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Wednesday, April 14, 2021

Rs 45 crore for 500 Tricolours in Delhi Govt’s ‘deshbhakti’ Budget

Delhi Budget 2021: Manish Sisodia said the AAP government plans to install the Tricolour, like the one in Connaught Place, across the city so that at least one flag is visible every one to two kilometres.

Written by Sourav Roy Barman | New Delhi |
Updated: March 10, 2021 1:08:09 am
Deputy Chief Minister Manish Sisodia presents the Delhi Budget 2021 on Tuesday (YouTube/Aam Aadmi Party)

Five hundred high-mast Tricolours across Delhi, a curriculum on patriotism in schools, cultural events on the lives of Bhagat Singh and Babasaheb Ambedkar and yoga instructors in colony parks — “deshbhakti” was the “defining feature” of the Delhi government’s annual budget for 2021-22, presented on Tuesday.

For now, the government has set aside Rs 90 crore for these initiatives, which will be held not just in Delhi but across India, said Finance Minister Manish Sisodia in his Budget speech. Chief Minister Arvind Kejriwal said later that the Budget laid the “foundation” of a vision that will bring Delhi on a par with Singapore by 2047 in terms of per capita income.

Terming the Tricolour as the “greatest symbol of our individual identity”, Sisodia said the high-mast flags, like the one in Connaught Place, will be installed in such a way that at least one is visible every two kilometres. “All citizens of Delhi, when coming out from their homes even for short distances, will not return without sentiments of patriotism and national pride,” Sisodia said. He said Rs 45 crore has been set aside in the Budget for the proposed flags.

The 207-ft-tall Tricolour at Connaught Place was installed by the Flag Foundation of India, former Congress MP and industrialist Naveen Jindal’s organisation, in 2014.

Sisodia proposed a Budget of Rs 69,000 crore for the upcoming year. Last year, he had presented a Rs 65,000 crore Budget, which came down to Rs 59,000 crore in the revised estimate.

Addressing a press conference later, Kejriwal said “deshbhakti is the defining feature of the Budget”. “Deshbhakti for a common man should be about pride in the nation, and civic duties in day-to-day lives. A person who violates traffic lights or indulges in bribery cannot be a deshbhakt. So we are trying to define deshbhakti in a way, like our deshbhakti curriculum stresses on civic duties and the value system to become a responsible citizen, a good human being. Deshbhakti is also respecting foreigners so that they return to their homeland carrying a good impression of India,” he said.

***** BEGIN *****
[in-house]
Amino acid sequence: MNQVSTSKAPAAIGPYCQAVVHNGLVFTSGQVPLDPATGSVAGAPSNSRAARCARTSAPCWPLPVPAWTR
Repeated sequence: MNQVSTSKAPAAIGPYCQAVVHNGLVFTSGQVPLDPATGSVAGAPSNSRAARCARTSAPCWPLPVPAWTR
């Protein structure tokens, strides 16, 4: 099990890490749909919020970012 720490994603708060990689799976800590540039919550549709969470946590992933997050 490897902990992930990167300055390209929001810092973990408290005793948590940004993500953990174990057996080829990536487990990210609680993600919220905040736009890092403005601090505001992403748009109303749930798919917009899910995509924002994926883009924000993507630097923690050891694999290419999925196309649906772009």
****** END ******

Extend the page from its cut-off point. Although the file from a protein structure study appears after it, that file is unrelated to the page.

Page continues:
The government also earmarked Rs 25 crore for training and engaging yoga instructors across colonies “on demand”. Sisodia, in his speech, said meditation and yoga were developed in India after thousands of years of practice. “Even when there were no modern laboratories in the 16th Century world, our scientists and philosophers had done research on the depths of the science of mind and body, on the basis of self-realisation and introspection that is not possible to understand even in the most modern scientific laboratory today,” he said.

The initiatives under the ‘deshbhakti’ project, which will be kickstarted with a gala event on March 12, will be implemented over the next year, in the run-up to India’s 75th year of independence, the government said.

Rs 10 crore each has been set aside to hold events commemorating Bhagat Singh and Babasaheb Ambedkar — announcements that were greeted with chants of “Bharat Mata Ki Jai” by AAP MLAs in the House.

Sisodia said the government plans to collect Rs 43,000 crore tax to fund the proposed Budget expenditure. In his 2019-20 Budget, Sisodia had proposed to raise Rs 42,500 crore as tax revenue. However, the economic survey presented by him on Monday showed that the government could collect only Rs 36,565 crore, as compared to Rs 36,624 crore in 2018-19.

In the 2020-21 Budget, the government had proposed to collect Rs 44,100 crore as tax revenue. However, due to the pandemic, the collection is expected to remain around Rs 29,300 crore, leading to another negative growth year, according to the Budget document.

“The nationwide lockdown imposed due to the coronavirus pandemic caused an economic slowdown, the impact of which is a significant decrease in our tax revenue for the current financial year. Up to January 2021, the collection of tax revenue was approximately 40 per cent less than the Budget Estimates,” Sisodia said on Tuesday.

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